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Managing cash = success By TONY OLSEN Director, Flor Hanly & Associates

Do whatever you can to maximise what comes in and be careful with what goes out.

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EING successful in business is all about managing cash flow. You can read and study all you like about how to be financially successful but the formula is really very simple: “What goes out must be less than what comes in”. As primary producers are largely price takers it figures that what comes in can only be controlled so far. Improving what comes in requires focusing on maximising production and trying to market your product as best you can. The secret then as I see it is controlling what goes out. It doesn’t seem to matter if you have 100,000 acres or only 100, it seems there is always something to spend every last dollar on. Controlling and limiting this spending to less than what is coming in is what will allow your operation to survive and hopefully succeed. Operating costs can only be controlled so far before you will start to affect both short and long-term production. For example choosing not to spend on maintenance now could be very costly in the long term. Outlays that can cause great cashflow stress are income tax, debt management and capital expenditure. It’s human nature to want to pay debt off as fast as possible. However, you need to remember that cash used to reduce debt (principal reductions not interest expense) is not tax deductible. Debt reduction needs to be made with after-tax dollars. The faster you repay debt the more tax you will pay, which will then trigger PAYG for the following year and a cashflow problem! Not only will you have a cashflow problem, you will most likely be paying much higher rates of tax than you need to, and the money will be gone and not available to help you through the next tough year. Instead focus on your “balance sheet” or net wealth. This is best illustrated with an example: Jack and John are neighbouring grain growers. Both have $1 million in debt and

have had an excellent season, making $500,000 taxable income each. Both need $100,000 of income to live on etc. Jack uses his $400,000 to reduce his loan. The tax man puts his hand out for $179,600 (tax on the $400,000) leav-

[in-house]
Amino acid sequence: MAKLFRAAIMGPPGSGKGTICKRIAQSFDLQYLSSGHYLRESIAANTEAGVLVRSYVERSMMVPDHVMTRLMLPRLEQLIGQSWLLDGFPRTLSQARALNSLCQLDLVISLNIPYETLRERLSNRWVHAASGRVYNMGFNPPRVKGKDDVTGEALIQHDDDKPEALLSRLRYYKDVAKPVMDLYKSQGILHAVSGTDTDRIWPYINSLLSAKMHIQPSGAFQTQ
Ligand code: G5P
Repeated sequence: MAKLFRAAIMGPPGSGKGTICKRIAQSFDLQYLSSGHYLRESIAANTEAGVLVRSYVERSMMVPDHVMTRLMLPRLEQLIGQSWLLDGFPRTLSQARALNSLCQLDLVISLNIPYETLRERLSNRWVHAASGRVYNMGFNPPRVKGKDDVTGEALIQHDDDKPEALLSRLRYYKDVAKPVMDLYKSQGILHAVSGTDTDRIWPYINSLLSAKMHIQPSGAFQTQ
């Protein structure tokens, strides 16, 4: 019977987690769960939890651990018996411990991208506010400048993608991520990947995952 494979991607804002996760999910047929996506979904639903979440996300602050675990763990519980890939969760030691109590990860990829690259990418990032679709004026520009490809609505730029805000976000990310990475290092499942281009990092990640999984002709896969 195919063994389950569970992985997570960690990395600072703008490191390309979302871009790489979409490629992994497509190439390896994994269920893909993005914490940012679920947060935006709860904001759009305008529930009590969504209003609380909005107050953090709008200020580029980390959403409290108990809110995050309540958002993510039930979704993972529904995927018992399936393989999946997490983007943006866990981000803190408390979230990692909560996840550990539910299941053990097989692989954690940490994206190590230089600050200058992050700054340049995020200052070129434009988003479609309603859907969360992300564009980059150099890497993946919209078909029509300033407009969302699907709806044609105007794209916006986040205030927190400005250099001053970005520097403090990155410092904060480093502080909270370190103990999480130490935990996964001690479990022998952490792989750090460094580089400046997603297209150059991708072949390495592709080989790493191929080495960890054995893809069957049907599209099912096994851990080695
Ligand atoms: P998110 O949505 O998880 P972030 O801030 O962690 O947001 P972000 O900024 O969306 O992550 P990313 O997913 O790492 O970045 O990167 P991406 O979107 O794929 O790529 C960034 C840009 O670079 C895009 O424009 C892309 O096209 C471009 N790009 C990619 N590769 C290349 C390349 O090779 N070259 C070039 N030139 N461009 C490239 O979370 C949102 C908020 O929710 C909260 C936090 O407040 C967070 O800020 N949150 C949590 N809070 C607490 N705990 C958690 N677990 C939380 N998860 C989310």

ing him with a reduced debt of $779,600. Jack will also have to find funds for the following year’s PAYG, probably another $179,600, which may mean he ends up only reducing his debt by $40,800.

John on the other hand puts his $400,000 in a farm management deposit. John does not have to pay any tax on the farm management deposit. John’s debt hasn’t changed but his “balance sheet” or net position is

$600,000 debt, i.e. he has a liability of $1 million on one side and an asset of $400,000 on the other. Not only is John instantly wealthier than Jack, he is also in a far better position to fund a bad year down the track. The money Jack has used to pay his tax has gone for good. The same balance sheet approach can be used for equipment purchases. Following on from the above example both Jack and John need to buy a new tractor for $100,000. They are doing this because they need the tractors, not for tax deductions. Jack chooses to pay cash for his. What he doesn’t realise is that capital expenditure is not taxdeductible when purchased. He has to first buy it with after-tax dollars. Over time he will receive some depreciation benefits to gradually recoup his expenditure but this doesn’t help this year’s cash flow. John on the other hand knows he needs to keep his cash for farm management deposits to reduce tax (cash outflow). He finances his tractor with equipment finance to allow him to allocate what cash he has to best position him for the future. So do whatever you can to maximise what comes in and be careful with what goes out. Resist the temptation to repay debt rapidly. Instead focus on accumulating wealth. Paying too much tax is very detrimental to cash flow and business survival. For those of you who have filled your allowed farm management deposits, well done and good on you! You now need to look at your structuring to make sure you can get a similar result to FMDs using different tax structures.

WHAT SETS US APART? • Together we proactively help you to achieve personal & financial success. • Flor-Hanly are business advisers who work with you to develop your business. • We have firsthand knowledge & experience in primary production businesses. • We don’t just do your tax returns we suggest strategies to improve your current position. • We have an investment adviser visiting our office monthly. • We encourage & assist clients to do their BAS themselves if they wish. • One of Flor-Hanly’s specialities is Self-managed Superannuation Funds. • We are experienced retirement, succession and estate planners. • Flor-Hanly wants to build a strong relationship with you, our client. • Our Accessibility. Phone calls always returned promptly & our door is always open. • We like to get out of the office & visit clients to help understand their business. • We assist clients with their financing needs & work with their bankers. • Yes! We service clients throughout rural Queensland.

First Floor, Cnr Sydney & Gordon Streets, Mackay, 4740 Email: general@florhanly.com.au

Phone (07) 4951 6000 FINANCE & PROPERTY 2012 QUEENSLAND COUNTRY LIFE

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Managing cash = Success